NC Supreme Court agrees to review beach access takings case
Today, the North Carolina Supreme Court agreed to review the case of Nies v. Town of Emerald Isle, a beach property rights dispute pitting a couple’s right to limit access to their beachfront land against a local government’s desire to open it up the land to public and town driving.
The case arises from Emerald Isle, a barrier island on North Carolina’s Atlantic shore. Gregory and Diane Nies own a residential, beachfront lot that extends seaward to the high tide mark. Their ownership includes the dry sand beach area in front of their home.
After they acquired the property, the Town of Emerald Isle enacted an ordinance that made a 20-foot ribbon of their dry sand beach area into an “unimpeded Town vehicle lane” for police cars, ATV’s, garbage trucks and the like. It also passed an ordinance that allowed the public to drive and park on all private dry sand areas, like that owned by the Nieses, after payment of a fee to the Town. The facts of the case are set out in more detail here and here.
The result is that the Town converted the Nieses’ dry sand property into a Town expressway and a parking lot and dirt road for the public. without consent and without paying them anything. The Nieses therefore sued the Town, contending it had taken their property, and particularly their right to control or deny access to it, in violation of the North Carolina and United States Constitution.
In court, the Town argued that it did not have to pay just compensation for invading the Nieses’ land because an arcane legal doctrine called the “public trust doctrine” implicitly burdened the Nieses’ title to dry sand beach areas. The Town claimed the doctrine imposed an unwritten pubic trust easement on the Nieses’ land that allows the Town to treat it as its own. The problem with this position is that the North Carolina Supreme Court has never applied the public trust doctrine, and the public access rights it protects, to private land. It has always limited the doctrine to state-owned wet beach areas. More on that issue here.
The Nieses lost in the trial court and Court of Appeals. With PLF representation, they then petitioned the North Carolina Supreme Court to hear their case. The Court has now agreed to do so. The central issue is whether local governments in North Carolina must respect private property rights in dry beach land and pay compensation when occupying such lands for public use. The case will decide whether governments can escape the constitutional duty to pay compensation for opening up beachfront land to unwanted public and government access by relying on a novel “public trust doctrine” easement that is not in the Nieses’ title and which has never before applied to private areas.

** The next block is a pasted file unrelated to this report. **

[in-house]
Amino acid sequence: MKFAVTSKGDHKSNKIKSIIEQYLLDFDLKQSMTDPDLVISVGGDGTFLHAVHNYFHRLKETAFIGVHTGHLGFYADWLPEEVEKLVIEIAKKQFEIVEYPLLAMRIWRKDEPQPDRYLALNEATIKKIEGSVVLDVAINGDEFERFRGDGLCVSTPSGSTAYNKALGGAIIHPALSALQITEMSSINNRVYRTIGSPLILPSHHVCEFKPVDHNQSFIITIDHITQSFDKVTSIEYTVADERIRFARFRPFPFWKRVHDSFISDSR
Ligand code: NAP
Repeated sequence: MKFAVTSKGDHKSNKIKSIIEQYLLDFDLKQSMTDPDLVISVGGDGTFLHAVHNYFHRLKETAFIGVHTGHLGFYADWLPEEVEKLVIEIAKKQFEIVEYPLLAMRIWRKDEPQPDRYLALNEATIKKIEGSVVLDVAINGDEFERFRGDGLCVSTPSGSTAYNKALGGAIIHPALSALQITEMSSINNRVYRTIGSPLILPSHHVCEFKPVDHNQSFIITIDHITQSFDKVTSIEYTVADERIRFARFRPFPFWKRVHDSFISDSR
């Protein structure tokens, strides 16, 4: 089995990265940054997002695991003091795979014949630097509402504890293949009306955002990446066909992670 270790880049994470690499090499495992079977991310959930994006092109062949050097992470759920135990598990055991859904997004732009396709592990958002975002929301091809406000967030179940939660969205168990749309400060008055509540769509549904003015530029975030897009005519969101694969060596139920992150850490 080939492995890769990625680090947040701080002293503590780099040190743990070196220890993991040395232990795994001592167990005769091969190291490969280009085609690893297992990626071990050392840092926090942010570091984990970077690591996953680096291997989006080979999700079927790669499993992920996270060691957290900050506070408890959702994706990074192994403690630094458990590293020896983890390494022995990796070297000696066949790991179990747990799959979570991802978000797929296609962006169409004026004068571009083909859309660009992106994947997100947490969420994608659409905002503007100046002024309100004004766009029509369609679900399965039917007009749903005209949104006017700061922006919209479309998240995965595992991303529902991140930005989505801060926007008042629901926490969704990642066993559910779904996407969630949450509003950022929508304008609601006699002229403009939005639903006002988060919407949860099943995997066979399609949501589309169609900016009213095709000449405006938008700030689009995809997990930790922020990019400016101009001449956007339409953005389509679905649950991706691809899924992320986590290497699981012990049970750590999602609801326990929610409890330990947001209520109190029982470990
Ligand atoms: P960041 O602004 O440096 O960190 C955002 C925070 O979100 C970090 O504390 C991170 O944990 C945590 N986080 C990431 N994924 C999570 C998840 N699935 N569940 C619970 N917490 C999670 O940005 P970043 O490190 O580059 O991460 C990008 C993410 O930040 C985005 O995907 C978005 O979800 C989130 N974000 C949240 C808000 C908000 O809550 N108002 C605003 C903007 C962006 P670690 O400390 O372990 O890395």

The Nieses are represented by Pacific Legal Foundation attorneys and local counsel with North Carolina’s Morningstar Law Group. PLF applauds the N.C. Supreme Court’s decision to wade into this important constitutional property rights dispute, and look forward to defending the Nieses’ rights.
learn more about
Nies v. Town of Emerald Isle
The Town of Emerald Isle, North Carolina, passed ordinances allowing the general public and town officials to use the Nies family’s private beach land, without compensating them. State courts upheld these ordinances because they believed a 1998 state law redefined all private dry sand beaches from private land into a “public trust” area open for public driving and access. PLF, representing the landowners, argued that both the ordinance and the state law effected an unconstitutional taking by remaking the entire coastline of separately divided and owned dry beach parcels into a uniform public trust beach which the public and the government can use and drive on without owner consent or compensation. With the state courts unwilling to compensate the property owners, PLF is seeking review in the U.S. Supreme Court.Read more
What to read next
PLF asks the U.S. Supreme Court to rule that there is no “legislative exception” to the unconstitutional conditions doctrine
It seems that some governments and courts prefer to treat Supreme Court precedent as an option, rather than a requirement. The Supreme Court has ruled—twice—that it’s unconstitutional for government to … ›